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Free speech—the other casualty of Mexico’s drug war.

A friend of mine is an investigative reporter with a national Mexican newspaper. He has been covering crime and corruption for decades. But the last time I saw him, he was not at ease.

We met recently for coffee at a busy Mexico City restaurant, and while we talked his eyes darted to the next table, where a man with a military crew cut sat alone in a puffy black jacket, conspicuously not eating. Was the guy scoping out my friend, who had covered the December 2009 marine operation that killed Arturo Beltrán Leyva, one of Mexico’s most powerful drug kingpins? In apparent reprisal, a marine’s family was slaughtered at home, and my friend worried the wrong people had figured out his role in reporting the takedown. He didn’t relax until the guy left the café.

Such paranoia among the Mexican press is pervasive, and with good reason. Mexico is now the most dangerous country for journalists in the Western hemisphere. According to a recent report issued by the Committee to Protect Journalists (CPJ), at least 30 Mexican journalists have been killed or have disappeared since President Felipe Calderón began his assault on the illegal drug trade in 2006. Investigations into the murder of journalists are consistently “negligent,” according to the CPJ report; 90 percent of such deaths remain unsolved.

This culture of virtual impunity has resulted in widespread self-censorship among the Mexican media: some news outlets stick to vague details and mundane facts; some skip author bylines; others forego drug-related coverage all together. One Reuters photographer recently described how his attempt to cover the murder of 72 people in Tamaulipas State unraveled. Even writers like my friend, based in the relative safety of the capital, watch their words.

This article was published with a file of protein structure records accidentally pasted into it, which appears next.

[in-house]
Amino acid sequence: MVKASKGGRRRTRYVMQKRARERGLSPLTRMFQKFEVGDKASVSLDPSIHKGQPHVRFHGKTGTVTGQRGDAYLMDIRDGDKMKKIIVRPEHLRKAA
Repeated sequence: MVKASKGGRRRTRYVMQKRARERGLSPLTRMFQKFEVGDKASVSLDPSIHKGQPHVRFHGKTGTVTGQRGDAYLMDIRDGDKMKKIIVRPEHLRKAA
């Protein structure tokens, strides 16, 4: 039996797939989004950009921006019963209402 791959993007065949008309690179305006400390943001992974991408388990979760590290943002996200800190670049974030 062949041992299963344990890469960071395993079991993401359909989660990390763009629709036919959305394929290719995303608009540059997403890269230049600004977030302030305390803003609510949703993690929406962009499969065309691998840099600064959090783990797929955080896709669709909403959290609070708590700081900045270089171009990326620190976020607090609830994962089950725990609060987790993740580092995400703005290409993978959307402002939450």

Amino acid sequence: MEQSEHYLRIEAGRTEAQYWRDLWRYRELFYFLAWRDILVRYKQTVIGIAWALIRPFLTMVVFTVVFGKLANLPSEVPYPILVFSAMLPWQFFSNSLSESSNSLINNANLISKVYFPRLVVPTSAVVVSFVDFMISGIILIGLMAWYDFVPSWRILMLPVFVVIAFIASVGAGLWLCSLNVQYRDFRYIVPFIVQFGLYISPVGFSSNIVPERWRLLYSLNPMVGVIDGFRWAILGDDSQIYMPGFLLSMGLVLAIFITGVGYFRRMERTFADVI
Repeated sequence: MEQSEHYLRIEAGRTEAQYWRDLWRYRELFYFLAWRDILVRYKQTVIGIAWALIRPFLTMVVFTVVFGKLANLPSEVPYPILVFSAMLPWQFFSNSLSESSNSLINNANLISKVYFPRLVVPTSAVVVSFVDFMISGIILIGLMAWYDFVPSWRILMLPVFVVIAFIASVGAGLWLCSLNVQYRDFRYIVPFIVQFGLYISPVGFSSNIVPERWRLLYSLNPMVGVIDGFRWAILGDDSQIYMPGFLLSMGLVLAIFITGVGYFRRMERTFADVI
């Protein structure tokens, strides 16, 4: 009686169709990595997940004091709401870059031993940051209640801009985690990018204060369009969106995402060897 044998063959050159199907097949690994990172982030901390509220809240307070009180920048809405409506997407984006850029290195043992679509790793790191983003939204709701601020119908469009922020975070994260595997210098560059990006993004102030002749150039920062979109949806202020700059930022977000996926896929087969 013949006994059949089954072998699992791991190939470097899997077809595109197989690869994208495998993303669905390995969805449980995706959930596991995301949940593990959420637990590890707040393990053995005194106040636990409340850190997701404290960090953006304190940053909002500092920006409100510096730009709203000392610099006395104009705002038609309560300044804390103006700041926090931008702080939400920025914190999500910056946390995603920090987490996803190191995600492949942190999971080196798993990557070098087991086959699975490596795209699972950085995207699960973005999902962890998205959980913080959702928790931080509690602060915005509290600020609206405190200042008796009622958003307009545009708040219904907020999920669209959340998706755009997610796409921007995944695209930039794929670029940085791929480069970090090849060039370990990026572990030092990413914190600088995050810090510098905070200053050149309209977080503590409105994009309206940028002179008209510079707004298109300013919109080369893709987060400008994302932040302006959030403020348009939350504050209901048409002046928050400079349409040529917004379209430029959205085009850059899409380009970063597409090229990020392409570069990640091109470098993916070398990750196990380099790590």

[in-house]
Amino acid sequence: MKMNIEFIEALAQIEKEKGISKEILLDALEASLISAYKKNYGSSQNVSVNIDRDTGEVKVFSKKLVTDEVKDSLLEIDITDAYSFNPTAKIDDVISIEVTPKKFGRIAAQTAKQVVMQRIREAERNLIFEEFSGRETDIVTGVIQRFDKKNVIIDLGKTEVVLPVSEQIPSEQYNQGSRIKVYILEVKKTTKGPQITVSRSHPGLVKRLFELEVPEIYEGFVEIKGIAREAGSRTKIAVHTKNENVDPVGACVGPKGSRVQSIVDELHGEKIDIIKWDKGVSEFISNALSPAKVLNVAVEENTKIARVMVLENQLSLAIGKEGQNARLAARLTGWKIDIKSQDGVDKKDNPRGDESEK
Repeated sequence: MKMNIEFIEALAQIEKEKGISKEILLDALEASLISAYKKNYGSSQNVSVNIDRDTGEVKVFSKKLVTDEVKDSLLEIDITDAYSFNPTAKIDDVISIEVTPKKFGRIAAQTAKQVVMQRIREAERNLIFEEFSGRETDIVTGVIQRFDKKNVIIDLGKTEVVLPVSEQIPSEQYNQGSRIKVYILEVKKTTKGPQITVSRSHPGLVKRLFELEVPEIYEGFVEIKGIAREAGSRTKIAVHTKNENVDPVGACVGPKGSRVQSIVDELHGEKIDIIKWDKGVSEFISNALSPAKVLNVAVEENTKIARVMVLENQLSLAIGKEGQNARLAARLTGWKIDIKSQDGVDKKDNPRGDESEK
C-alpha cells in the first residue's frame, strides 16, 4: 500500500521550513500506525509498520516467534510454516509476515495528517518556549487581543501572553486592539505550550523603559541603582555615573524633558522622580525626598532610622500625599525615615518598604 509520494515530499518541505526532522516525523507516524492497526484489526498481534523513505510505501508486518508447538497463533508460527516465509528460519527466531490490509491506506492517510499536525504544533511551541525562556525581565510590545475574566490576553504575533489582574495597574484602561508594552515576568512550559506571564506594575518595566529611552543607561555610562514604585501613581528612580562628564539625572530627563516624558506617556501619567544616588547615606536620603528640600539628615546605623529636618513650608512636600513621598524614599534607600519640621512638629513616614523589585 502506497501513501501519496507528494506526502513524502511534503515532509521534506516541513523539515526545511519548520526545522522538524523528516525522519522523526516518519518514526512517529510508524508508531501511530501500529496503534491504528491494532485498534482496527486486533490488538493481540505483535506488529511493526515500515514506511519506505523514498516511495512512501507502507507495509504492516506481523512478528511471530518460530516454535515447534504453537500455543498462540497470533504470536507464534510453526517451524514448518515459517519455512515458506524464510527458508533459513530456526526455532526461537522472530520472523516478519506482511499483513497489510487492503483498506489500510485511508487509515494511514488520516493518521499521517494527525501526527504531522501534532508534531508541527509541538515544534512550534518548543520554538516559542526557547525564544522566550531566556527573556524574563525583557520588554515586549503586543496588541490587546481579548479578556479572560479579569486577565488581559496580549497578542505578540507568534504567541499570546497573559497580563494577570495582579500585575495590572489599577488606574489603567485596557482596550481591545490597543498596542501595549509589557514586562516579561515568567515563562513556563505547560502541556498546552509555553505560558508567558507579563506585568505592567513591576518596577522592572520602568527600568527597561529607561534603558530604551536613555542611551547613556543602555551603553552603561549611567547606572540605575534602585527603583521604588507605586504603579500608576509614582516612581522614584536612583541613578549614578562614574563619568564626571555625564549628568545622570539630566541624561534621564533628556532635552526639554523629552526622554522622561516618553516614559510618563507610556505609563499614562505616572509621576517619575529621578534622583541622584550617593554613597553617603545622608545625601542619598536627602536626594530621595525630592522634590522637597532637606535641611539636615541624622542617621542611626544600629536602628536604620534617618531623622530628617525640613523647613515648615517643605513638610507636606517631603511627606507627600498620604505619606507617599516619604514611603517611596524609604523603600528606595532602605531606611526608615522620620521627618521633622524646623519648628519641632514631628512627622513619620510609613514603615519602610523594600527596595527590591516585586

“What are we supposed to do? We have to take these measures; we have to censor ourselves,” says Don Teodoro Rentería, vice president of the Mexico-based advocacy group Federation of Latin American Journalists. “We have been silenced,” echoes Hilda Luisa Valdemar, president of the Federation of Associations of Mexican Journalists, which has endeavored, with admittedly little success, to push the federal government to formalize protections for reporters.

For now, journalists who risk covering drug-related violence have few places to turn for protection. “The reality is that criminal organizations have penetrated every level of government, and filing a complaint with the Attorney General’s office exposes you,” says Francisco Gómez, a crime reporter who has been directly menaced as a result of his reporting. In one instance, Gómez saw his partner threatened at gunpoint. But neither saw the point in going to the police.


So what can the press do? In September, El Diario, a newspaper based in Ciudad Juárez, tried to draw the world’s attention to the problem with a front-page editorial pleading for guidance from drug lords, whom it addressed as “the de facto leaders in this city.” The editorial asked them “to explain to us what you want from us, what you intend for us to publish or not publish, so we know what to expect.” The semi-serious deferential gesture was a reaction to the September 16 murder of El Diario’s 21-year-old photographer, Luis Carlos Santiago; it was the second killing of a staffer since 2008. The paper’s director, Pedro Torres, said he “wanted to provoke a reaction that would call attention to what’s happening in Juárez.”